So, first question: where should this configuration live? Sometimes, a recipe will create a file for us, like stof_doctrine_extensions.yaml. But in this case, that didn't happen. And that's ok! Not every bundle needs to give you a config file. Just create it by hand: knp_paginator.yaml.

As usual, the filename matches the root config key. But, we know from previous tutorials that the filename is actually meaningless. Next, copy the config down to the pagination line, move over, paste, then remove all the stuff we don't need. Finally, copy the bootstrap v4 template name and, paste:

knp_paginator:
template:
pagination: '@KnpPaginator/Pagination/twitter_bootstrap_v4_pagination.html.twig'

We're ready! Move back and refresh. Boom! It still works! It's beautiful! We rock! Our pagination is awesome! I'm super happy!

Now that this is perfect, let's turn to our last big topic: generating a totally new, ManyToMany relationship.

Leave a comment!

What PHP libraries does this tutorial use?

// composer.json
{
    "require": {
        "php": "^7.1.3",
        "ext-iconv": "*",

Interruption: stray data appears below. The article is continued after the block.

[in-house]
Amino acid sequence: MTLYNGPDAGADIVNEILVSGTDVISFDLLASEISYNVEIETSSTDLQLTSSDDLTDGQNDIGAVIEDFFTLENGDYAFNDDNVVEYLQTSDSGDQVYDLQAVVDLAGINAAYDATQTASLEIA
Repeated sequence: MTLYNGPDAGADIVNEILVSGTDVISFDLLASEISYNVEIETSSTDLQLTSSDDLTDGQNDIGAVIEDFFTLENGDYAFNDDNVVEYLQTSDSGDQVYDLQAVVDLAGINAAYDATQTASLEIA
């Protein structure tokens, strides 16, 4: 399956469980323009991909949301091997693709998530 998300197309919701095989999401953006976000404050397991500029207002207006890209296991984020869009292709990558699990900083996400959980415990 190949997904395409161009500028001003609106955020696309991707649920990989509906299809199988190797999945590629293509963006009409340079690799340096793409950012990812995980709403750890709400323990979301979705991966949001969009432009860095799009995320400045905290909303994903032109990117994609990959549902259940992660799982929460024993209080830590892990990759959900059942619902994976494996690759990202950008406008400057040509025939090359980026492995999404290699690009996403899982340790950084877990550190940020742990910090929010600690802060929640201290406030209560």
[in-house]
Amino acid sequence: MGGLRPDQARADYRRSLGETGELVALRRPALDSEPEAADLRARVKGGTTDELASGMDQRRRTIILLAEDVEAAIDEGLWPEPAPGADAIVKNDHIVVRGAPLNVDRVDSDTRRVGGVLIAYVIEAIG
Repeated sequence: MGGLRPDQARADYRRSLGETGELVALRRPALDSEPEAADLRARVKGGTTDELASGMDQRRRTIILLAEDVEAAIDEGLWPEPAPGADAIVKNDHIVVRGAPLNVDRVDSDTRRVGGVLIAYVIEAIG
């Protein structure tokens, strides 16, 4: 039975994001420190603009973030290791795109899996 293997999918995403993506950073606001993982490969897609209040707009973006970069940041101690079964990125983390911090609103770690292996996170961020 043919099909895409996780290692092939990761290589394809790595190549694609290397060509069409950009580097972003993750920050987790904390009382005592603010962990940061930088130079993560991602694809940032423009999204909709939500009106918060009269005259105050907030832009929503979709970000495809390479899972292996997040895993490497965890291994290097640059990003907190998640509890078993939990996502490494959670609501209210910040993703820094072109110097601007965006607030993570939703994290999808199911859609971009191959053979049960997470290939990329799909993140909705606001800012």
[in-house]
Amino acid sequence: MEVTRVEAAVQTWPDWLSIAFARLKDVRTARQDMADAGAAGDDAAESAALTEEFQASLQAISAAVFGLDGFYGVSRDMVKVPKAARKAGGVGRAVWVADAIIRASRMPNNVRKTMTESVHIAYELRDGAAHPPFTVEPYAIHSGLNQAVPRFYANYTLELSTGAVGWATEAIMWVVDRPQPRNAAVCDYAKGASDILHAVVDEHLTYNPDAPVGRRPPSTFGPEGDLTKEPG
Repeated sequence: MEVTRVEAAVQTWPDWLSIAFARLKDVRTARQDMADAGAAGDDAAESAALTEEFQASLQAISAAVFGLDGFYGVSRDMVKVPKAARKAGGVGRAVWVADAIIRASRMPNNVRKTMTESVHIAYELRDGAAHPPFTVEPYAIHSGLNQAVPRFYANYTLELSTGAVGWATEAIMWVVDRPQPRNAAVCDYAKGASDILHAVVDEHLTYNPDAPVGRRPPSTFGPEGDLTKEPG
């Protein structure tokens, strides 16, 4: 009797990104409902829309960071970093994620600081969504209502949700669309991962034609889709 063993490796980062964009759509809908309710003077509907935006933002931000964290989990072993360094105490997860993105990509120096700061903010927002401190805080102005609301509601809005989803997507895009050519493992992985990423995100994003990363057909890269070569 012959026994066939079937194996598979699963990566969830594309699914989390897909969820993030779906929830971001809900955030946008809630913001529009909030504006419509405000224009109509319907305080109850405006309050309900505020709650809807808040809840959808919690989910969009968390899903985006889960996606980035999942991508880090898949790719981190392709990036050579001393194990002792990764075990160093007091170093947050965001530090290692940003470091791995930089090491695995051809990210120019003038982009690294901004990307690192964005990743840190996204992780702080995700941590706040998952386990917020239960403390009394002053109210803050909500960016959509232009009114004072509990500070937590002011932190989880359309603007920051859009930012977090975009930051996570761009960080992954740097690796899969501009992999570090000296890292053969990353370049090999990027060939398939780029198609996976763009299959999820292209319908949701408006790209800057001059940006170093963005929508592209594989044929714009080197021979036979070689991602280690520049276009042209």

"knplabs/knp-markdown-bundle": "^1.7", // 1.7.0
        "knplabs/knp-paginator-bundle": "^2.7", // v2.7.2
        "knplabs/knp-time-bundle": "^1.8", // 1.8.0
        "nexylan/slack-bundle": "^2.0,<2.2.0", // v2.0.0
        "php-http/guzzle6-adapter": "^1.1", // v1.1.1
        "sensio/framework-extra-bundle": "^5.1", // v5.1.4
        "stof/doctrine-extensions-bundle": "^1.3", // v1.3.0
        "symfony/asset": "^4.0", // v4.0.4
        "symfony/console": "^4.0", // v4.0.14
        "symfony/flex": "^1.0", // v1.2.7
        "symfony/framework-bundle": "^4.0", // v4.0.14
        "symfony/lts": "^4@dev", // dev-master
        "symfony/orm-pack": "^1.0", // v1.0.6
        "symfony/twig-bundle": "^4.0", // v4.0.4
        "symfony/web-server-bundle": "^4.0", // v4.0.4
        "symfony/yaml": "^4.0", // v4.0.14
        "twig/extensions": "^1.5" // v1.5.1
    },
    "require-dev": {
        "doctrine/doctrine-fixtures-bundle": "^3.0", // 3.0.2
        "easycorp/easy-log-handler": "^1.0.2", // v1.0.4
        "fzaninotto/faker": "^1.7", // v1.7.1
        "symfony/debug-bundle": "^3.3|^4.0", // v4.0.4
        "symfony/dotenv": "^4.0", // v4.0.14
        "symfony/maker-bundle": "^1.0", // v1.4.0
        "symfony/monolog-bundle": "^3.0", // v3.1.2
        "symfony/phpunit-bridge": "^3.3|^4.0", // v4.0.4
        "symfony/profiler-pack": "^1.0", // v1.0.3
        "symfony/var-dumper": "^3.3|^4.0" // v4.0.4
    }
}